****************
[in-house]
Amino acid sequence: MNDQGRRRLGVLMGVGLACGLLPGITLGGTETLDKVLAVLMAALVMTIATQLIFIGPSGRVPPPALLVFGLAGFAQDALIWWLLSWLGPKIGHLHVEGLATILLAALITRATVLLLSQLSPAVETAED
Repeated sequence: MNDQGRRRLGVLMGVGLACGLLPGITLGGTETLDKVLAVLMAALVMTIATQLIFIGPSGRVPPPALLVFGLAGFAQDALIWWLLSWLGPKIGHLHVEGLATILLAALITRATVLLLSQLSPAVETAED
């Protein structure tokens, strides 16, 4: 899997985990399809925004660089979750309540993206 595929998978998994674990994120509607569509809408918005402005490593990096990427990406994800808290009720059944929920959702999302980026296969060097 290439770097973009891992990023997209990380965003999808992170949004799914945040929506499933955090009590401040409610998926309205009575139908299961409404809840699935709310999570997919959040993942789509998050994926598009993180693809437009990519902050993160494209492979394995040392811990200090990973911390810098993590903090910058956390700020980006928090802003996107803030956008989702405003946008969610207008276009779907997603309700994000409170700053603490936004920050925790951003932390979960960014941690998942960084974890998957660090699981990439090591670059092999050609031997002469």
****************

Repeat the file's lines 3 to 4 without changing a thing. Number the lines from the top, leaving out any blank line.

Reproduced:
Repeated sequence: MNDQGRRRLGVLMGVGLACGLLPGITLGGTETLDKVLAVLMAALVMTIATQLIFIGPSGRVPPPALLVFGLAGFAQDALIWWLLSWLGPKIGHLHVEGLATILLAALITRATVLLLSQLSPAVETAED
């Protein structure tokens, strides 16, 4: 899997985990399809925004660089979750309540993206 595929998978998994674990994120509607569509809408918005402005490593990096990427990406994800808290009720059944929920959702999302980026296969060097 290439770097973009891992990023997209990380965003999808992170949004799914945040929506499933955090009590401040409610998926309205009575139908299961409404809840699935709310999570997919959040993942789509998050994926598009993180693809437009990519902050993160494209492979394995040392811990200090990973911390810098993590903090910058956390700020980006928090802003996107803030956008989702405003946008969610207008276009779907997603309700994000409170700053603490936004920050925790951003932390979960960014941690998942960084974890998957660090699981990439090591670059092999050609031997002469």